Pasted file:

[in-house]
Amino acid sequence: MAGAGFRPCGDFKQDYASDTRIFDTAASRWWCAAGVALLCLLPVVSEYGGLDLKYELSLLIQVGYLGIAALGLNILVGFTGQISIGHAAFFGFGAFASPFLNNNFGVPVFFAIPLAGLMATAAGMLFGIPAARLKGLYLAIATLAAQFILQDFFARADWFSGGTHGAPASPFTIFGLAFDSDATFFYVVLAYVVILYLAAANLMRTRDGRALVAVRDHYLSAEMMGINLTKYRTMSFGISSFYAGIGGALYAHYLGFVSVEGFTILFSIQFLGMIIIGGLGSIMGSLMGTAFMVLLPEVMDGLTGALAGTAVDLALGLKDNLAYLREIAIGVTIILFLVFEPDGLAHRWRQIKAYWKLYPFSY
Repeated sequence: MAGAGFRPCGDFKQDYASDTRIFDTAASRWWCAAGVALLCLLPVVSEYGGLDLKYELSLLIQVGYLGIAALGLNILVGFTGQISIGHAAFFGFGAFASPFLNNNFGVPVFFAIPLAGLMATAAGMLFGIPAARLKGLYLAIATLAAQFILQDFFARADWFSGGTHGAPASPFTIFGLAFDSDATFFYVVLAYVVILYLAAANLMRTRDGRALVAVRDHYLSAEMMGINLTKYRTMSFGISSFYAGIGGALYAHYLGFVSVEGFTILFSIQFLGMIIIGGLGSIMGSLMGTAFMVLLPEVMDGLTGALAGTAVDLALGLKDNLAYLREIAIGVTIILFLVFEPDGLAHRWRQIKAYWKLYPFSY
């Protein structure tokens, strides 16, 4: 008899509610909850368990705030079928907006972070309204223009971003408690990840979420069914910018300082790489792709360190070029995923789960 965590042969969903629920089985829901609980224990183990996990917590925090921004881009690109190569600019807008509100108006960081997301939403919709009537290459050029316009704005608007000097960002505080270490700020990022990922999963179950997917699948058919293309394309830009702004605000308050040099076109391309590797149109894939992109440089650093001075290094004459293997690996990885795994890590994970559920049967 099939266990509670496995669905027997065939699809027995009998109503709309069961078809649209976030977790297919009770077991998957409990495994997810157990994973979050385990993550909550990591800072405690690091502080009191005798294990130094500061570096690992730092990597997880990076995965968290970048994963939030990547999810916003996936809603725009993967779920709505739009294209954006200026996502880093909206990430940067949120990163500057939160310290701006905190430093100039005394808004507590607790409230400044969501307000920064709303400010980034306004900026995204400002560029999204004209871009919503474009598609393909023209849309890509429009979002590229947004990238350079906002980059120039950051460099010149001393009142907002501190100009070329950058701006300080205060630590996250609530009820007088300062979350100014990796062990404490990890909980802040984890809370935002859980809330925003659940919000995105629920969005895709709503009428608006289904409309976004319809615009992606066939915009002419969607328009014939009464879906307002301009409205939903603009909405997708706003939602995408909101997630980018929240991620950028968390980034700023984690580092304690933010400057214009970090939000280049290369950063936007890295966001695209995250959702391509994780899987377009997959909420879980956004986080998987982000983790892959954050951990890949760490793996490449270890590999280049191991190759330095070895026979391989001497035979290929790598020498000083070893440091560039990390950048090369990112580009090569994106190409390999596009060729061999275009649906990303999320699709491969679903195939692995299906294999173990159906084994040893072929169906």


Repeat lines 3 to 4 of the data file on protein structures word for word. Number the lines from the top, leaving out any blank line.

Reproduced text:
Repeated sequence: MAGAGFRPCGDFKQDYASDTRIFDTAASRWWCAAGVALLCLLPVVSEYGGLDLKYELSLLIQVGYLGIAALGLNILVGFTGQISIGHAAFFGFGAFASPFLNNNFGVPVFFAIPLAGLMATAAGMLFGIPAARLKGLYLAIATLAAQFILQDFFARADWFSGGTHGAPASPFTIFGLAFDSDATFFYVVLAYVVILYLAAANLMRTRDGRALVAVRDHYLSAEMMGINLTKYRTMSFGISSFYAGIGGALYAHYLGFVSVEGFTILFSIQFLGMIIIGGLGSIMGSLMGTAFMVLLPEVMDGLTGALAGTAVDLALGLKDNLAYLREIAIGVTIILFLVFEPDGLAHRWRQIKAYWKLYPFSY
């Protein structure tokens, strides 16, 4: 008899509610909850368990705030079928907006972070309204223009971003408690990840979420069914910018300082790489792709360190070029995923789960 965590042969969903629920089985829901609980224990183990996990917590925090921004881009690109190569600019807008509100108006960081997301939403919709009537290459050029316009704005608007000097960002505080270490700020990022990922999963179950997917699948058919293309394309830009702004605000308050040099076109391309590797149109894939992109440089650093001075290094004459293997690996990885795994890590994970559920049967 099939266990509670496995669905027997065939699809027995009998109503709309069961078809649209976030977790297919009770077991998957409990495994997810157990994973979050385990993550909550990591800072405690690091502080009191005798294990130094500061570096690992730092990597997880990076995965968290970048994963939030990547999810916003996936809603725009993967779920709505739009294209954006200026996502880093909206990430940067949120990163500057939160310290701006905190430093100039005394808004507590607790409230400044969501307000920064709303400010980034306004900026995204400002560029999204004209871009919503474009598609393909023209849309890509429009979002590229947004990238350079906002980059120039950051460099010149001393009142907002501190100009070329950058701006300080205060630590996250609530009820007088300062979350100014990796062990404490990890909980802040984890809370935002859980809330925003659940919000995105629920969005895709709503009428608006289904409309976004319809615009992606066939915009002419969607328009014939009464879906307002301009409205939903603009909405997708706003939602995408909101997630980018929240991620950028968390980034700023984690580092304690933010400057214009970090939000280049290369950063936007890295966001695209995250959702391509994780899987377009997959909420879980956004986080998987982000983790892959954050951990890949760490793996490449270890590999280049191991190759330095070895026979391989001497035979290929790598020498000083070893440091560039990390950048090369990112580009090569994106190409390999596009060729061999275009649906990303999320699709491969679903195939692995299906294999173990159906084994040893072929169906």